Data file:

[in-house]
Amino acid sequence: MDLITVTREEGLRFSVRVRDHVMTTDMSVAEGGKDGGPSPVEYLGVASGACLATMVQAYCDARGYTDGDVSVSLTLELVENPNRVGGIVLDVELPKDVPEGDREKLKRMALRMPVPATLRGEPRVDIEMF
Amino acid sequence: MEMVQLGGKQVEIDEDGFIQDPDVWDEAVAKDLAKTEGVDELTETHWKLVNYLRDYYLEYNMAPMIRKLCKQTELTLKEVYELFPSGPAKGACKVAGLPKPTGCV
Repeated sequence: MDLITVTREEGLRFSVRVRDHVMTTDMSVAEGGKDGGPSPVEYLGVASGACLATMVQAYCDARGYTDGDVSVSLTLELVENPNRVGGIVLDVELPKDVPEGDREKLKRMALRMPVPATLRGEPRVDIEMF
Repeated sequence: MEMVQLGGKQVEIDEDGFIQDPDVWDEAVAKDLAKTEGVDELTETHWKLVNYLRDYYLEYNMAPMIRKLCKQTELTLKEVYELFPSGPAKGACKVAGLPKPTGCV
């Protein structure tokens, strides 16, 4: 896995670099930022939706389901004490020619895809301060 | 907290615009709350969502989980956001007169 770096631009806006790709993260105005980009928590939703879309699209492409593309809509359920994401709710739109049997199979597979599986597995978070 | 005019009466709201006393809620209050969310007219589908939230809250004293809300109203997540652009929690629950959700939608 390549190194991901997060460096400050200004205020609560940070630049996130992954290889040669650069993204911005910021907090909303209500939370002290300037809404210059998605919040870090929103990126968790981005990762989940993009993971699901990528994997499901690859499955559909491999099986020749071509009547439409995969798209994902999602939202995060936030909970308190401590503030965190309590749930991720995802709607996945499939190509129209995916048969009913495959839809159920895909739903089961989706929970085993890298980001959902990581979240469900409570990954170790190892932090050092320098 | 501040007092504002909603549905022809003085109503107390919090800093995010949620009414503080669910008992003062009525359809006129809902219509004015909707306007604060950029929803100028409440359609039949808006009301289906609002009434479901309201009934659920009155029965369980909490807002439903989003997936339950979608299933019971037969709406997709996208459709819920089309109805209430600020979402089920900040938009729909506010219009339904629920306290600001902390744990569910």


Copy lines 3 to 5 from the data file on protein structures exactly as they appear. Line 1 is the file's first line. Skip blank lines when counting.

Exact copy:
Amino acid sequence: MEMVQLGGKQVEIDEDGFIQDPDVWDEAVAKDLAKTEGVDELTETHWKLVNYLRDYYLEYNMAPMIRKLCKQTELTLKEVYELFPSGPAKGACKVAGLPKPTGCV
Repeated sequence: MDLITVTREEGLRFSVRVRDHVMTTDMSVAEGGKDGGPSPVEYLGVASGACLATMVQAYCDARGYTDGDVSVSLTLELVENPNRVGGIVLDVELPKDVPEGDREKLKRMALRMPVPATLRGEPRVDIEMF
Repeated sequence: MEMVQLGGKQVEIDEDGFIQDPDVWDEAVAKDLAKTEGVDELTETHWKLVNYLRDYYLEYNMAPMIRKLCKQTELTLKEVYELFPSGPAKGACKVAGLPKPTGCV